The demand-supply disruption of rubber presents opportunities for tyre makers to explore novel and sustainable sources of rubber, according to Angelica Buan in this report.
Technology to stabilise NR supply
Asia, which accounts for over 90% of global natural rubber (NR) supply, is witnessing a production slump in recent months that is likely to continue to remain languid in the short term. According to a recent forecast by the Association of Natural Rubber Producing Countries (ANRPC) released for April, world supply of NR is likely to remain low during May due to wintering of rubber trees and off-season of NR supply, not to mention the surge in Covid-19 cases, labour shortage, and poor production.
All these factors in the region are disrupting supply from key rubber producing Asian countries, including Thailand, Indonesia, Malaysia, Cambodia, India and Sri Lanka. While production is anticipated to start increasing from June, the weak supply from previous months is already putting pressure on the tyre sector to fill the rebounding global demand.
For this reason, major tyre makers are addressing rubber shortages with sustainable solutions via new technologies and material innovations.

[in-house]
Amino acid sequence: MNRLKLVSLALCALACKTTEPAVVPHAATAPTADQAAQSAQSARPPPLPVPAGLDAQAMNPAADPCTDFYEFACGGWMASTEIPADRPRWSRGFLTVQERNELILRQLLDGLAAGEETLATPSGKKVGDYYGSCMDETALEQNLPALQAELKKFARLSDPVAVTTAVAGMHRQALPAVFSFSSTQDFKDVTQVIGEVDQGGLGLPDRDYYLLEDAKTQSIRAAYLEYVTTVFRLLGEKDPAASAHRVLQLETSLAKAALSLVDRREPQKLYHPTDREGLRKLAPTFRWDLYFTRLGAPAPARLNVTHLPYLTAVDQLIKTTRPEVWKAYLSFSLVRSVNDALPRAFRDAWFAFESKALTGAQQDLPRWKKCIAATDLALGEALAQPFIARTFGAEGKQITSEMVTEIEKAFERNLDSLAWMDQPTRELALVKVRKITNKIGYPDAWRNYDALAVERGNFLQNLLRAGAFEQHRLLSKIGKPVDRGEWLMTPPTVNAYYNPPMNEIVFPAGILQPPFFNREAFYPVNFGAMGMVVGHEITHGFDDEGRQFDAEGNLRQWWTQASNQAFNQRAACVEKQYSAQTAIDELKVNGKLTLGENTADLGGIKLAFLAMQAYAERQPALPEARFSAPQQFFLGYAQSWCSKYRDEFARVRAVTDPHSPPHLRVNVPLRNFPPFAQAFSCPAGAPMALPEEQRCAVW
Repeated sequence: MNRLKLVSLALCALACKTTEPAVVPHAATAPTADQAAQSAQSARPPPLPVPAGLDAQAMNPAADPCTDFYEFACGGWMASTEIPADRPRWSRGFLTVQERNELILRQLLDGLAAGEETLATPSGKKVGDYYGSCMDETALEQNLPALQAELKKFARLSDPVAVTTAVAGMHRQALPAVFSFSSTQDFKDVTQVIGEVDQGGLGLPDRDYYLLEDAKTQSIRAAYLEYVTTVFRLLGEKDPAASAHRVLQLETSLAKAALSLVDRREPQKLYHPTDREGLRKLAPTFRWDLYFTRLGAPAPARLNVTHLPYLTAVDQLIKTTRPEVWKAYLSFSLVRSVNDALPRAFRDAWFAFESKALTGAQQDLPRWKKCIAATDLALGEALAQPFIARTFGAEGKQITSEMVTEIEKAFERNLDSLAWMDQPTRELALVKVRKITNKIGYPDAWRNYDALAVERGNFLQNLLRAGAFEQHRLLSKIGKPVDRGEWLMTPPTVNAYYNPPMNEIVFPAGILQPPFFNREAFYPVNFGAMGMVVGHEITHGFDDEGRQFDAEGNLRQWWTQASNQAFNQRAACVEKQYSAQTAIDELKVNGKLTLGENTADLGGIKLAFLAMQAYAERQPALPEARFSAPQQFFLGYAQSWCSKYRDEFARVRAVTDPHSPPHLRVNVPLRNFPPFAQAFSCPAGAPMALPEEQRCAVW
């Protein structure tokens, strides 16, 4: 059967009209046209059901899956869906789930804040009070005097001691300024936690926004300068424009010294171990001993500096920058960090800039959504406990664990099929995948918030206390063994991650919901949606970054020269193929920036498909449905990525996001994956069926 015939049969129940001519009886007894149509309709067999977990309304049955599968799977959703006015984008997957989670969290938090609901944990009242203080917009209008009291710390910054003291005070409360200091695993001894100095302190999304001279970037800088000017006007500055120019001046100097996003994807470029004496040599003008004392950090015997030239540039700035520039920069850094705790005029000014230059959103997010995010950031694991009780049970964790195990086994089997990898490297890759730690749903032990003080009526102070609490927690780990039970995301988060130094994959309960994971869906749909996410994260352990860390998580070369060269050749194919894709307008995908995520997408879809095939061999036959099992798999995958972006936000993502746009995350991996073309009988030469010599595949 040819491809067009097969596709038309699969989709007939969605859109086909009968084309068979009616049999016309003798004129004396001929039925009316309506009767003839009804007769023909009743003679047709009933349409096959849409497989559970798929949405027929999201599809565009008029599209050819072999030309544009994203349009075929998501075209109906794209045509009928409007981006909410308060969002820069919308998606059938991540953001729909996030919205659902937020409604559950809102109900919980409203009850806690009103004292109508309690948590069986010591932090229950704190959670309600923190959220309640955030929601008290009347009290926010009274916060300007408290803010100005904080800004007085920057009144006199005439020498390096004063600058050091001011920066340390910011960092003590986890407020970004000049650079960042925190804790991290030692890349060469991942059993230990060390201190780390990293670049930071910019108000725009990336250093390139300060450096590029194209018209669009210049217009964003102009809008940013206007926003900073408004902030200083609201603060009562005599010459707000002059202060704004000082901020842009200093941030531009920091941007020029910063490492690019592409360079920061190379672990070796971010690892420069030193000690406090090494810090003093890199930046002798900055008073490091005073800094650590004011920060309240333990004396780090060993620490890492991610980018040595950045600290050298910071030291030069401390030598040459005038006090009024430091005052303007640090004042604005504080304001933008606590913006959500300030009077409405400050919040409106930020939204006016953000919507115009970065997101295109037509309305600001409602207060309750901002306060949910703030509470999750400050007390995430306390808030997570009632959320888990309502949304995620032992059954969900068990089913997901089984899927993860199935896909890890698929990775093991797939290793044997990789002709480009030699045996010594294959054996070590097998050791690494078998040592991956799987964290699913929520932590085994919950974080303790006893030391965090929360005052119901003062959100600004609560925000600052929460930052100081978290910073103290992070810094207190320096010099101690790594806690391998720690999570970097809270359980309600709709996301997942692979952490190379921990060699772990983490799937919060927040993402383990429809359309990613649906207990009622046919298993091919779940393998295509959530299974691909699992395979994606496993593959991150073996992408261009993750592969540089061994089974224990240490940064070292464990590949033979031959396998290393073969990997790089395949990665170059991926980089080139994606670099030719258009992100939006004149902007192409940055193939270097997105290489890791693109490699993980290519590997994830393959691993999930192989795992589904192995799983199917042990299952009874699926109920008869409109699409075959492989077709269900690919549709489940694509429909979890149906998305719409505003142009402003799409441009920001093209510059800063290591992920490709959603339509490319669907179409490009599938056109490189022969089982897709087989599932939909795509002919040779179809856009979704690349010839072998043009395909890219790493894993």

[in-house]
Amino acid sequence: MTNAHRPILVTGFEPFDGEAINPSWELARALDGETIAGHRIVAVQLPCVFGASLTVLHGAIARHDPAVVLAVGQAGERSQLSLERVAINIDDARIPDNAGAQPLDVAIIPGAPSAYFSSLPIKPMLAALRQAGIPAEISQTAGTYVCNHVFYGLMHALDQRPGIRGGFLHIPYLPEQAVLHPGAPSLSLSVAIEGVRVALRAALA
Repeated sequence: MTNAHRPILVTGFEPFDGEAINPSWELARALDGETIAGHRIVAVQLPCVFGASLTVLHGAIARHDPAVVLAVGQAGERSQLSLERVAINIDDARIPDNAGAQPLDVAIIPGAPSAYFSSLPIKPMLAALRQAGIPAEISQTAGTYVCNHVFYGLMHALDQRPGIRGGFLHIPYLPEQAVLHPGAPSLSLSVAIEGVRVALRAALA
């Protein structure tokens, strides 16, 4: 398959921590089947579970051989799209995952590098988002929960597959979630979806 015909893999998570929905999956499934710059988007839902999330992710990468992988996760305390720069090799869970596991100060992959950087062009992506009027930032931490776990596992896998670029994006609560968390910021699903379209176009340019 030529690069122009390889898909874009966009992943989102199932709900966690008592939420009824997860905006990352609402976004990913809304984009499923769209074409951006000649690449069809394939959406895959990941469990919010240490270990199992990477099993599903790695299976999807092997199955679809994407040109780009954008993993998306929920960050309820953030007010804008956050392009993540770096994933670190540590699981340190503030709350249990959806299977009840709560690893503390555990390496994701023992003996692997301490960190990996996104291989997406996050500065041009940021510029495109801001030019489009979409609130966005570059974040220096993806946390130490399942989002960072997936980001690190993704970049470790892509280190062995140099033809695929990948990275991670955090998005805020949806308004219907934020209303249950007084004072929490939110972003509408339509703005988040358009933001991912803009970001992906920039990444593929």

Continental hones into Indonesia’s rubber traceability
German automotive parts and tyre maker Continental, together with the German Federal Ministry for Economic Cooperation and Development (BMZ), are embarking on a project that would benefit thousands of Indonesian small rubber farmers. Indonesia is a major NR producer and an estimated 80% of its rubber output is produced by small farmers. The project can also realise Continental’s goal to achieve 100% sustainable supply chains by 2050.
The purpose of the project is to document the NR supply chain in Indonesia’s West Kalimantan in Borneo with digital traceability system. The Kapuas Hulu district, Continental and BMZ’s project site, has two national parks that have been designated as biosphere reserves by UNESCO.
Continental and BMZ, who are both members of the rubber sustainability organisation Global Platform for Sustainable Natural Rubber (GPSNR), have already used a digital traceability system for NR in the project region in 2018.